ShareAll sharing options for:Tributes Pour in for Movie Magician Ray Harryhausen
- Twitter (opens in new window)
- Facebook (opens in new window)
- Reddit (opens in new window)
- Pocket (opens in new window)
- Flipboard (opens in new window)
- Email (opens in new window)
[dropcap]T[/dropcap]he man who inspired generations of movie makers, directors and animators alike, Ray Harryhausen, has died at the age of 92.
Best known as the special effects maestro behind the seven skeletons who came to life in Jason and the Argonauts, as well as Medusa in Clash of the Titans, his passing has prompted tributes from a whole host of famous names.
Star Wars’ George Lucas said: “The art of his earlier films, which most of us grew up on, inspired us so much.” James Cameron heaped further praise by saying that filmmakers, particularly those within the sci-fi genre, had been “standing on the shoulders of a giant.”
Brits were also keen to eulogise, including Wallace and Gromit guru Nick Park, who said that Harryhausen “has been my mentor and inspiration since my earliest childhood memories.” An official statement from his foundation contained arguably the most fitting words of all: “Harryhausen’s genius was in being able to bring his models alive.”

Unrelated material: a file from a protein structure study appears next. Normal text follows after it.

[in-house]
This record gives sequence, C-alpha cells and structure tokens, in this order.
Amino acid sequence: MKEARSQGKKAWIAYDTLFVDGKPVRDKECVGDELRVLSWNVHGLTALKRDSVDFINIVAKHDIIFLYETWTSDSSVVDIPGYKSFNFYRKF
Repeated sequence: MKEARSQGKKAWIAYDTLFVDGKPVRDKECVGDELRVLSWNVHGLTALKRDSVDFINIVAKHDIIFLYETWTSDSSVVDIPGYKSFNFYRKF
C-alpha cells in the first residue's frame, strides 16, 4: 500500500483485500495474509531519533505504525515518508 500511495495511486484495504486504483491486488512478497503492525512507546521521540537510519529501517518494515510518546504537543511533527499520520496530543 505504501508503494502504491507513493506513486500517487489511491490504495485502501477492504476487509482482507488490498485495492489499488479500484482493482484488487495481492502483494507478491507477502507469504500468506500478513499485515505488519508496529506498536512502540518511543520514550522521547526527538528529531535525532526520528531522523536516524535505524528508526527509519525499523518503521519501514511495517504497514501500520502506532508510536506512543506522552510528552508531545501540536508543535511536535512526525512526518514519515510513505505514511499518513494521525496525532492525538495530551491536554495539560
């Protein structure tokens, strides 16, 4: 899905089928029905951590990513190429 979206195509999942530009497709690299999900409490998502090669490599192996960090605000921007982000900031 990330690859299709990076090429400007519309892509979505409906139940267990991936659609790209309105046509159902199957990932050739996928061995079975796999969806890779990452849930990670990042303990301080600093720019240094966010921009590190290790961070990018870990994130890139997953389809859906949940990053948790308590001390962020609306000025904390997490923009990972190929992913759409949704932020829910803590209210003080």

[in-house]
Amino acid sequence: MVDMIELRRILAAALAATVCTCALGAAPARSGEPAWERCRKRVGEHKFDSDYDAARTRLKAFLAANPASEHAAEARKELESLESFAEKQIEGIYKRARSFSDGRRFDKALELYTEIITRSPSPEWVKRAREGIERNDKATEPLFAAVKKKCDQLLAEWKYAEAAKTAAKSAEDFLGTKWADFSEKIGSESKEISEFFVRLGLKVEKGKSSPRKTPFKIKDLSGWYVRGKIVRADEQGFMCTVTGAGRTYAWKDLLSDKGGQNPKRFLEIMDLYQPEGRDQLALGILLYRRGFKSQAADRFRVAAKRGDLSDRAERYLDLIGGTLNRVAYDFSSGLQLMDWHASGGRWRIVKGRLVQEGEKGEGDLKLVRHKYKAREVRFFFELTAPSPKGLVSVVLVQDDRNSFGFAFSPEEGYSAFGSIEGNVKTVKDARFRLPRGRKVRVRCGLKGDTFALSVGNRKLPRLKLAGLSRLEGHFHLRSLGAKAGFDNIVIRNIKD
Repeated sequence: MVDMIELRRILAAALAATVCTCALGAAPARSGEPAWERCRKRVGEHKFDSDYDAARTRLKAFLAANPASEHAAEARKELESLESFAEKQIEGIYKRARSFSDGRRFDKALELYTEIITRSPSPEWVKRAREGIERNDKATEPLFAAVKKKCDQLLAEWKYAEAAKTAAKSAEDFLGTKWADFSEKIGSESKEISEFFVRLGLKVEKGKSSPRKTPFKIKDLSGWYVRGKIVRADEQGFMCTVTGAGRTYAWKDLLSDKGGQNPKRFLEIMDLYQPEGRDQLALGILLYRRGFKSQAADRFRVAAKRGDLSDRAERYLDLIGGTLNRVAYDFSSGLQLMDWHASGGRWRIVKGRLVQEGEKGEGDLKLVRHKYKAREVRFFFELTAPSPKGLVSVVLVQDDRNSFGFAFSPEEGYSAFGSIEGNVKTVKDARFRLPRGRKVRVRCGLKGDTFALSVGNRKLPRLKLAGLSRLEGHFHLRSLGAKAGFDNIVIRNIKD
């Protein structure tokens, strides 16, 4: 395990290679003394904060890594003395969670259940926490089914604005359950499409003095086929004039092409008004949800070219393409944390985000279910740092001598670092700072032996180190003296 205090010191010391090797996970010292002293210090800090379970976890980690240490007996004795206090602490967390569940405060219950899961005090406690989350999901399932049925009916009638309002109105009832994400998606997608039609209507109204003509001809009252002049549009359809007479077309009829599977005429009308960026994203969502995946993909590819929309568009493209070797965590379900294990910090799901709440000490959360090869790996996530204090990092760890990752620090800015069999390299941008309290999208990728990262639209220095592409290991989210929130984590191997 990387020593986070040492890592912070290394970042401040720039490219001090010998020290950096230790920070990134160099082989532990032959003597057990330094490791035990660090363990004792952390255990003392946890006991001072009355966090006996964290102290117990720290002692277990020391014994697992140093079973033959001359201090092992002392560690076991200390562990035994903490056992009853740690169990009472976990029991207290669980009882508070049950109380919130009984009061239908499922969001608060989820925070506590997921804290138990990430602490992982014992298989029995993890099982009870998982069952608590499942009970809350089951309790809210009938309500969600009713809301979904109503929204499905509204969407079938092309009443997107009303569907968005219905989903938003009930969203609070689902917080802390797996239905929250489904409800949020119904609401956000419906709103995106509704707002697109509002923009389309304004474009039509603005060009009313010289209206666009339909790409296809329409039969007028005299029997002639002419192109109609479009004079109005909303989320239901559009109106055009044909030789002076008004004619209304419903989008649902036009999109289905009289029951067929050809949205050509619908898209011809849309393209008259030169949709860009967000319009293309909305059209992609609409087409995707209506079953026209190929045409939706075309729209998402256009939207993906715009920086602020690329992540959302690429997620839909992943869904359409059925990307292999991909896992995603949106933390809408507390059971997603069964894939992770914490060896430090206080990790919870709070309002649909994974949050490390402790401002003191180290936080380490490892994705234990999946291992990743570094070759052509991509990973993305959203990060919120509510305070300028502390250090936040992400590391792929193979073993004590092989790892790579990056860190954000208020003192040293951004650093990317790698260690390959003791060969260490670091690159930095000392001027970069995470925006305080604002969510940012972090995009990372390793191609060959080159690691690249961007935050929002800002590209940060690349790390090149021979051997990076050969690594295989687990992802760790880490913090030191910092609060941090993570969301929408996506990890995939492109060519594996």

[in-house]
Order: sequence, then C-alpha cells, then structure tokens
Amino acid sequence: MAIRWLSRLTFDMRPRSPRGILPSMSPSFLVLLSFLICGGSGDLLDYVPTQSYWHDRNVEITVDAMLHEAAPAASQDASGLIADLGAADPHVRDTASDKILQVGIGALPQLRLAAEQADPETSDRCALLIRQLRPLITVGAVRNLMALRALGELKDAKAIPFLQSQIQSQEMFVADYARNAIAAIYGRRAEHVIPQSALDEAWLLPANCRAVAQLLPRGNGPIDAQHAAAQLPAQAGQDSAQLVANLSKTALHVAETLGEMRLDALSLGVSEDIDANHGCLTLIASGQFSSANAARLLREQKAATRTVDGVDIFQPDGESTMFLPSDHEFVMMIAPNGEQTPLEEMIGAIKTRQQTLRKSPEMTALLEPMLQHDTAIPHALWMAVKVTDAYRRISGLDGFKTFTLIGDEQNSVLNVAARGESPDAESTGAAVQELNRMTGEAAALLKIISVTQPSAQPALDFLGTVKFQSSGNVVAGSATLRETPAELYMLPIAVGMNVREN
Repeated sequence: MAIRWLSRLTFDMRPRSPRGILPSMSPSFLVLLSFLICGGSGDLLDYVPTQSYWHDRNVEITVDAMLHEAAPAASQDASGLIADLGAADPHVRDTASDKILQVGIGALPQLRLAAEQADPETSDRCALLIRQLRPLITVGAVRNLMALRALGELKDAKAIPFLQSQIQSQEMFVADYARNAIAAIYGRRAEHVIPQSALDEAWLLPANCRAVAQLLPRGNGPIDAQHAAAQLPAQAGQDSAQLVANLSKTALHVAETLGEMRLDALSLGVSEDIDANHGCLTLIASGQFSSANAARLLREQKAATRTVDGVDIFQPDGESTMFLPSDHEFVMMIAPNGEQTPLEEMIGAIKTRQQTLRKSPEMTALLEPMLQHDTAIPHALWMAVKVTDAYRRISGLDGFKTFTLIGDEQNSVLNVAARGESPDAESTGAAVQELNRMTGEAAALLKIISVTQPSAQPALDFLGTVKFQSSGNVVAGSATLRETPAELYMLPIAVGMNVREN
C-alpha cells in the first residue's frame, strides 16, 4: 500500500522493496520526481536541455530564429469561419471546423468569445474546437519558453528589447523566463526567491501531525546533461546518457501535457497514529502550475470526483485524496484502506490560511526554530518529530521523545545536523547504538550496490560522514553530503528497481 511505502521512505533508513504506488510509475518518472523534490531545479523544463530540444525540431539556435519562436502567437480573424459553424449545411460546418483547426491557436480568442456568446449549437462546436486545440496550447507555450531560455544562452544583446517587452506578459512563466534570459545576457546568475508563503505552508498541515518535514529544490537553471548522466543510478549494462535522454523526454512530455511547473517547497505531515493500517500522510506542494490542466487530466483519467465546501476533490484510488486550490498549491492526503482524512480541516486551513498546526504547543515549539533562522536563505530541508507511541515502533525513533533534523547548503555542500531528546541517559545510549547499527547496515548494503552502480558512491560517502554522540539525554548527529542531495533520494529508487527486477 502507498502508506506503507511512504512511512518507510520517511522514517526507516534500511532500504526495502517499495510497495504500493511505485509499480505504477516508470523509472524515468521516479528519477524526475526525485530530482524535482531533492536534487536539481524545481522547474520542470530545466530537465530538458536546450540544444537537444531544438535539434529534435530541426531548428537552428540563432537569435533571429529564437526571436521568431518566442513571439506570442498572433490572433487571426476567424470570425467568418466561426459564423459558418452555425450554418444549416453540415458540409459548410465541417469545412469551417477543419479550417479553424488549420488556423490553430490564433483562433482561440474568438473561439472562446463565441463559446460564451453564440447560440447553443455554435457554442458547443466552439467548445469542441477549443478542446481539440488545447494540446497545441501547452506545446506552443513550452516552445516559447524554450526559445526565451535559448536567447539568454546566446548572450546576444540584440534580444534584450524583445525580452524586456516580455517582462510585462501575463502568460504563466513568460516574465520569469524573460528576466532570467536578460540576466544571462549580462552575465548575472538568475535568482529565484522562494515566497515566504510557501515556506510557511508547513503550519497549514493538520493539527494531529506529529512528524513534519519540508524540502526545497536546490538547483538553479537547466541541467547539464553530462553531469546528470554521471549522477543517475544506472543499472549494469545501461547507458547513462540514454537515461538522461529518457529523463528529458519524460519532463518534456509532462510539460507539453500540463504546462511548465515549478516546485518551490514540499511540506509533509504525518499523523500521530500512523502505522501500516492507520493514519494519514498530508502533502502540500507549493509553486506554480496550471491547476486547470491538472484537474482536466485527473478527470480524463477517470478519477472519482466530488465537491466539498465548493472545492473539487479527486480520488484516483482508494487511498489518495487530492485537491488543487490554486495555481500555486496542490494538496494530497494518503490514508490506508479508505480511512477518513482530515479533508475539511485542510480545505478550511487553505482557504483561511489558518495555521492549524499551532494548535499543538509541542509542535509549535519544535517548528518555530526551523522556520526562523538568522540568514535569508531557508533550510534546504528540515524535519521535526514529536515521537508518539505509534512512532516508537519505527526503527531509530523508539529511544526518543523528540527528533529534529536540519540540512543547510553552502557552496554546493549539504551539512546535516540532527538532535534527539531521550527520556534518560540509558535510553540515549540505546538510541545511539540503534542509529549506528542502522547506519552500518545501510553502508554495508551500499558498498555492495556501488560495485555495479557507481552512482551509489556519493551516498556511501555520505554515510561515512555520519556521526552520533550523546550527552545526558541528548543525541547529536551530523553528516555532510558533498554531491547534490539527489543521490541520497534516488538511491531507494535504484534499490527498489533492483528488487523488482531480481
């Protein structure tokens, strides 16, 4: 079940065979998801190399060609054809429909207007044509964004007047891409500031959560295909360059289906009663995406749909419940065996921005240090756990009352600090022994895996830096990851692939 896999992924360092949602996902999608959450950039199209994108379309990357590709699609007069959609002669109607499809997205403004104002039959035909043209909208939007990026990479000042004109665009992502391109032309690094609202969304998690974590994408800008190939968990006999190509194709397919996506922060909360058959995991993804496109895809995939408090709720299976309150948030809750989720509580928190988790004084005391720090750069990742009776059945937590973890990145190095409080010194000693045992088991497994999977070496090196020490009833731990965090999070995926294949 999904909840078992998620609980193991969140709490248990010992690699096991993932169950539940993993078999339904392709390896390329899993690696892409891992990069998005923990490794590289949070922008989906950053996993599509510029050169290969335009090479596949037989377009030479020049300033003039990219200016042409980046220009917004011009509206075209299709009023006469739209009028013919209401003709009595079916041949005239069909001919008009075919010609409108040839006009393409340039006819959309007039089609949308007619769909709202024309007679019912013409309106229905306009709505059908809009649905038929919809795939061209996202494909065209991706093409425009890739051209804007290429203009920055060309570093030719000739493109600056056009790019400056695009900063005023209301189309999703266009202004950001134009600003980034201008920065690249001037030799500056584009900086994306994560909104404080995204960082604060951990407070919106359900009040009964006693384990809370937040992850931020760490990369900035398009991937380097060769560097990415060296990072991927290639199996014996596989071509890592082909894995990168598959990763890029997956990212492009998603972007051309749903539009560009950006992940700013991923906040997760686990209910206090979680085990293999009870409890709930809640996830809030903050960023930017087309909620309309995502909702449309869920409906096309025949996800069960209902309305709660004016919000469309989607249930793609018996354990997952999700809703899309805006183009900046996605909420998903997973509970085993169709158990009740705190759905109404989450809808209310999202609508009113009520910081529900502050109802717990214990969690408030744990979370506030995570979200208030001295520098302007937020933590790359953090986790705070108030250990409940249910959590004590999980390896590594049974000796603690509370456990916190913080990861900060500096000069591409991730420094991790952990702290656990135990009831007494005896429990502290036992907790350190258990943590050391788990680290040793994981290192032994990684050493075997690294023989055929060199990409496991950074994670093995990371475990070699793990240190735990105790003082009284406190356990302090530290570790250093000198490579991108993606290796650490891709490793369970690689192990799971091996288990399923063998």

That was Ray Harryhausen. No-one had ever breathed life into inanimate objects so successfully, giving each one an identity of its own. Yet this abundant flair was coupled with a strong work ethic, as he always made his models by hand and shot them frame by frame – not for the work-shy or faint of heart. The seven skeletons sequence alone took him an entire three months to shoot.
This dedication had been apparent right from an early age; as a child he started making his own versions of dinosaurs. Growing up in the inter-war period meant that the young Harryhausen was exposed to films like King Kong and The Lost World, fuelling his passion further still. Eventually he decided to take the brave step of chasing a meeting with his idol, the pioneering animator Willis O’Brien, and the rest, as they say, is history.
Harryhausen gave his final gift to the industry in 2010, when he generously, and perhaps quite fittingly, donated his entire collection of models to Bradford’s National Media Museum.